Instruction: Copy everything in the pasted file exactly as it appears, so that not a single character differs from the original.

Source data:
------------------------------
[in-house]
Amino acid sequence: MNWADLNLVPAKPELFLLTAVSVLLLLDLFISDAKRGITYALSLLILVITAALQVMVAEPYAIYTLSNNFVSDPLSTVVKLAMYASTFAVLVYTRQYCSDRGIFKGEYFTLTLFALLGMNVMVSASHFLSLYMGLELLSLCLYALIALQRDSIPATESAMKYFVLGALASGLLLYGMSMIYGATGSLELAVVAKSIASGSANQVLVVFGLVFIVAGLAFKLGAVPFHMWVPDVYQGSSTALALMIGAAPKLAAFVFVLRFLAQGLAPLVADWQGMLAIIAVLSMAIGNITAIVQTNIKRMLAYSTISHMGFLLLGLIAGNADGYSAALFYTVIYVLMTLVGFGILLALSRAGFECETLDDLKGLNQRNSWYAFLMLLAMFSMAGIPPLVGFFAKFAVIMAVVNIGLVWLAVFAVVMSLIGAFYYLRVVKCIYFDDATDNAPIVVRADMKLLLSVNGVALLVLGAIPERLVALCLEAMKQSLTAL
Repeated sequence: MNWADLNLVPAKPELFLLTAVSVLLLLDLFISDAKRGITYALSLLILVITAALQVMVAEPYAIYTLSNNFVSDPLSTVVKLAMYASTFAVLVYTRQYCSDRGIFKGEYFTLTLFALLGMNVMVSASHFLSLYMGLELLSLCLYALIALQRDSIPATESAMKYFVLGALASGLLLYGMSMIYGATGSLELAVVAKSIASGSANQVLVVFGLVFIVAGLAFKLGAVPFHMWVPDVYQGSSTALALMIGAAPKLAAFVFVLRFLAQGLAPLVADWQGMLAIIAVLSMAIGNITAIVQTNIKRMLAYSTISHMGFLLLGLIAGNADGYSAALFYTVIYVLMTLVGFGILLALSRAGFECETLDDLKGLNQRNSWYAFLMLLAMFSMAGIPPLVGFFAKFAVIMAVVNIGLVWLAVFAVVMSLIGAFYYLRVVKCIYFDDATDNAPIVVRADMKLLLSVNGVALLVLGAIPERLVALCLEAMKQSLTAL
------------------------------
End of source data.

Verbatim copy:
[in-house]
Amino acid sequence: MNWADLNLVPAKPELFLLTAVSVLLLLDLFISDAKRGITYALSLLILVITAALQVMVAEPYAIYTLSNNFVSDPLSTVVKLAMYASTFAVLVYTRQYCSDRGIFKGEYFTLTLFALLGMNVMVSASHFLSLYMGLELLSLCLYALIALQRDSIPATESAMKYFVLGALASGLLLYGMSMIYGATGSLELAVVAKSIASGSANQVLVVFGLVFIVAGLAFKLGAVPFHMWVPDVYQGSSTALALMIGAAPKLAAFVFVLRFLAQGLAPLVADWQGMLAIIAVLSMAIGNITAIVQTNIKRMLAYSTISHMGFLLLGLIAGNADGYSAALFYTVIYVLMTLVGFGILLALSRAGFECETLDDLKGLNQRNSWYAFLMLLAMFSMAGIPPLVGFFAKFAVIMAVVNIGLVWLAVFAVVMSLIGAFYYLRVVKCIYFDDATDNAPIVVRADMKLLLSVNGVALLVLGAIPERLVALCLEAMKQSLTAL
Repeated sequence: MNWADLNLVPAKPELFLLTAVSVLLLLDLFISDAKRGITYALSLLILVITAALQVMVAEPYAIYTLSNNFVSDPLSTVVKLAMYASTFAVLVYTRQYCSDRGIFKGEYFTLTLFALLGMNVMVSASHFLSLYMGLELLSLCLYALIALQRDSIPATESAMKYFVLGALASGLLLYGMSMIYGATGSLELAVVAKSIASGSANQVLVVFGLVFIVAGLAFKLGAVPFHMWVPDVYQGSSTALALMIGAAPKLAAFVFVLRFLAQGLAPLVADWQGMLAIIAVLSMAIGNITAIVQTNIKRMLAYSTISHMGFLLLGLIAGNADGYSAALFYTVIYVLMTLVGFGILLALSRAGFECETLDDLKGLNQRNSWYAFLMLLAMFSMAGIPPLVGFFAKFAVIMAVVNIGLVWLAVFAVVMSLIGAFYYLRVVKCIYFDDATDNAPIVVRADMKLLLSVNGVALLVLGAIPERLVALCLEAMKQSLTAL